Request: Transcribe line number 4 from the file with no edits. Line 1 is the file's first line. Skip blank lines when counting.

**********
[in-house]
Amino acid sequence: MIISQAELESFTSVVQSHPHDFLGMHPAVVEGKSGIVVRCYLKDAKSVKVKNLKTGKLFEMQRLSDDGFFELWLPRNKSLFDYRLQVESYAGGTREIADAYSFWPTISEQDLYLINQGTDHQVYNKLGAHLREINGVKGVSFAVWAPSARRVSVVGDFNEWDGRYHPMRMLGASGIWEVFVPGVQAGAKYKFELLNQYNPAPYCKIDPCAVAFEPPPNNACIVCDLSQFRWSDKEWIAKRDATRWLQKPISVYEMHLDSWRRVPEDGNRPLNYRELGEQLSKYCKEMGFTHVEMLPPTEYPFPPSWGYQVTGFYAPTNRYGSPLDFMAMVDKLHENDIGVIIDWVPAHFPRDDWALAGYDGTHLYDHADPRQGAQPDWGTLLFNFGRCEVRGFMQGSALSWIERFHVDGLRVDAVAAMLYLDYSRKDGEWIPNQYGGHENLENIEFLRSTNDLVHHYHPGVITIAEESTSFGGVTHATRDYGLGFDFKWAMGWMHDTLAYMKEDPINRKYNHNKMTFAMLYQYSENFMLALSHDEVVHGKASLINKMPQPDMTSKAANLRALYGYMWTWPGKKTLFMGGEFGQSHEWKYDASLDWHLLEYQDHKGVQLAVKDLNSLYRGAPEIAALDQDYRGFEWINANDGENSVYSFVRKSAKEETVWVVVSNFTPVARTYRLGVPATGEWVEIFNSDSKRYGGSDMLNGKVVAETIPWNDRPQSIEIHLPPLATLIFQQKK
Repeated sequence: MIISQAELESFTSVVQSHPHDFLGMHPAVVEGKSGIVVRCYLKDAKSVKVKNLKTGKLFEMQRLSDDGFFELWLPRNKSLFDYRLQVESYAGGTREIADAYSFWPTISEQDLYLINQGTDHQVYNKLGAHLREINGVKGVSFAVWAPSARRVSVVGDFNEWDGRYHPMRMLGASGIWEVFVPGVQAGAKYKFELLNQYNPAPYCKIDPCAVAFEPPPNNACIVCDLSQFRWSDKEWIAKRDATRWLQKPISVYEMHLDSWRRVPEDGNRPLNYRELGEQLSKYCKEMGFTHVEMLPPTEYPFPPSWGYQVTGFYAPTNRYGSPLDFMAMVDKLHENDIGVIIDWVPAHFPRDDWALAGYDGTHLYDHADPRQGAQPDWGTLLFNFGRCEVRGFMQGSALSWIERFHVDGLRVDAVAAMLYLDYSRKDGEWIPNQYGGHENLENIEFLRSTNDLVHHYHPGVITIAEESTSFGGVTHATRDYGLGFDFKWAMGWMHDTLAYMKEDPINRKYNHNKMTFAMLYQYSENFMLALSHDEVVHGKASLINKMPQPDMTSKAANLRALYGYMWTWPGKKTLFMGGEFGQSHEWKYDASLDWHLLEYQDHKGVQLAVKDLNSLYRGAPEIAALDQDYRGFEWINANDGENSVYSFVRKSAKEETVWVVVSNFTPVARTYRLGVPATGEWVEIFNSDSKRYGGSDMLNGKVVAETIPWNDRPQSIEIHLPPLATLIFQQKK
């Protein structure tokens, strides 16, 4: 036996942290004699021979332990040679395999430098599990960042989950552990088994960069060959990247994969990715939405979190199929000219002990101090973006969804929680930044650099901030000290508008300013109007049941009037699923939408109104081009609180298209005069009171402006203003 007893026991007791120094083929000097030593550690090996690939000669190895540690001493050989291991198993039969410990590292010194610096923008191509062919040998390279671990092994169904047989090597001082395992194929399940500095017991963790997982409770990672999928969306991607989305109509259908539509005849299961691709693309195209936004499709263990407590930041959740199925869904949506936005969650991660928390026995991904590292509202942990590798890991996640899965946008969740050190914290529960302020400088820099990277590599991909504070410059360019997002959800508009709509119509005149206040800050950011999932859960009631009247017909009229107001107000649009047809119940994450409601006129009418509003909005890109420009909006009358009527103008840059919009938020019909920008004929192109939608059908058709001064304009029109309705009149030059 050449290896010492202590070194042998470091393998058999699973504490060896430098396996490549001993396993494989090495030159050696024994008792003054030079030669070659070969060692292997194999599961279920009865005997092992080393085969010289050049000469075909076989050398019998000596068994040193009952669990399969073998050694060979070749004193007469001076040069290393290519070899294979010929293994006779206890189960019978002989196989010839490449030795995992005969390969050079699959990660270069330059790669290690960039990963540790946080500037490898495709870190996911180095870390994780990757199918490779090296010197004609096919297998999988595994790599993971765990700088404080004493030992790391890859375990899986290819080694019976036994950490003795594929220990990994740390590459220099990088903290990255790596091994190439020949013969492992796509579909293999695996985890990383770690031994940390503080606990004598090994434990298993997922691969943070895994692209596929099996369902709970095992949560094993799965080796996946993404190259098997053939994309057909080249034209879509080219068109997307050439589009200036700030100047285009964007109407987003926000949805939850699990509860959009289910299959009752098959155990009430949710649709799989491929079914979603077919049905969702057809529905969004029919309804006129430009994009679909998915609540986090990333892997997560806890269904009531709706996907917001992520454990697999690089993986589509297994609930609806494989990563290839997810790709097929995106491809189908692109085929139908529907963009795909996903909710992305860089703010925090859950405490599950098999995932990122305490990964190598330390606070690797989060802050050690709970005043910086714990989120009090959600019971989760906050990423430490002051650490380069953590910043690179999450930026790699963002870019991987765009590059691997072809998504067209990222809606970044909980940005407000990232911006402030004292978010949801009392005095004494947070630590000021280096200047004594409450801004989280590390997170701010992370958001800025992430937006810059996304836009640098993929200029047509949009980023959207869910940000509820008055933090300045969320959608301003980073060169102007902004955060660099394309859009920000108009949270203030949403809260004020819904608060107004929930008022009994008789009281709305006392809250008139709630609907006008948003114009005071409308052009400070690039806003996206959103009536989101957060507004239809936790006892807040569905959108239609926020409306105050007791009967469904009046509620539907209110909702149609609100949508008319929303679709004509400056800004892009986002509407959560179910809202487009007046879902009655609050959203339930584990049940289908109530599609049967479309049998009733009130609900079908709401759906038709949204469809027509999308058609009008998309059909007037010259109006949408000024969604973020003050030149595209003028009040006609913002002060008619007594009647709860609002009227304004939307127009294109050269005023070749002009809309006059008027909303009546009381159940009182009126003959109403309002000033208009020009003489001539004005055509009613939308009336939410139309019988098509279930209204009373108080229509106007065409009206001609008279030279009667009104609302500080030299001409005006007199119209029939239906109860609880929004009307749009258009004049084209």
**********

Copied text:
């Protein structure tokens, strides 16, 4: 036996942290004699021979332990040679395999430098599990960042989950552990088994960069060959990247994969990715939405979190199929000219002990101090973006969804929680930044650099901030000290508008300013109007049941009037699923939408109104081009609180298209005069009171402006203003 007893026991007791120094083929000097030593550690090996690939000669190895540690001493050989291991198993039969410990590292010194610096923008191509062919040998390279671990092994169904047989090597001082395992194929399940500095017991963790997982409770990672999928969306991607989305109509259908539509005849299961691709693309195209936004499709263990407590930041959740199925869904949506936005969650991660928390026995991904590292509202942990590798890991996640899965946008969740050190914290529960302020400088820099990277590599991909504070410059360019997002959800508009709509119509005149206040800050950011999932859960009631009247017909009229107001107000649009047809119940994450409601006129009418509003909005890109420009909006009358009527103008840059919009938020019909920008004929192109939608059908058709001064304009029109309705009149030059 050449290896010492202590070194042998470091393998058999699973504490060896430098396996490549001993396993494989090495030159050696024994008792003054030079030669070659070969060692292997194999599961279920009865005997092992080393085969010289050049000469075909076989050398019998000596068994040193009952669990399969073998050694060979070749004193007469001076040069290393290519070899294979010929293994006779206890189960019978002989196989010839490449030795995992005969390969050079699959990660270069330059790669290690960039990963540790946080500037490898495709870190996911180095870390994780990757199918490779090296010197004609096919297998999988595994790599993971765990700088404080004493030992790391890859375990899986290819080694019976036994950490003795594929220990990994740390590459220099990088903290990255790596091994190439020949013969492992796509579909293999695996985890990383770690031994940390503080606990004598090994434990298993997922691969943070895994692209596929099996369902709970095992949560094993799965080796996946993404190259098997053939994309057909080249034209879509080219068109997307050439589009200036700030100047285009964007109407987003926000949805939850699990509860959009289910299959009752098959155990009430949710649709799989491929079914979603077919049905969702057809529905969004029919309804006129430009994009679909998915609540986090990333892997997560806890269904009531709706996907917001992520454990697999690089993986589509297994609930609806494989990563290839997810790709097929995106491809189908692109085929139908529907963009795909996903909710992305860089703010925090859950405490599950098999995932990122305490990964190598330390606070690797989060802050050690709970005043910086714990989120009090959600019971989760906050990423430490002051650490380069953590910043690179999450930026790699963002870019991987765009590059691997072809998504067209990222809606970044909980940005407000990232911006402030004292978010949801009392005095004494947070630590000021280096200047004594409450801004989280590390997170701010992370958001800025992430937006810059996304836009640098993929200029047509949009980023959207869910940000509820008055933090300045969320959608301003980073060169102007902004955060660099394309859009920000108009949270203030949403809260004020819904608060107004929930008022009994008789009281709305006392809250008139709630609907006008948003114009005071409308052009400070690039806003996206959103009536989101957060507004239809936790006892807040569905959108239609926020409306105050007791009967469904009046509620539907209110909702149609609100949508008319929303679709004509400056800004892009986002509407959560179910809202487009007046879902009655609050959203339930584990049940289908109530599609049967479309049998009733009130609900079908709401759906038709949204469809027509999308058609009008998309059909007037010259109006949408000024969604973020003050030149595209003028009040006609913002002060008619007594009647709860609002009227304004939307127009294109050269005023070749002009809309006059008027909303009546009381159940009182009126003959109403309002000033208009020009003489001539004005055509009613939308009336939410139309019988098509279930209204009373108080229509106007065409009206001609008279030279009667009104609302500080030299001409005006007199119209029939239906109860609880929004009307749009258009004049084209």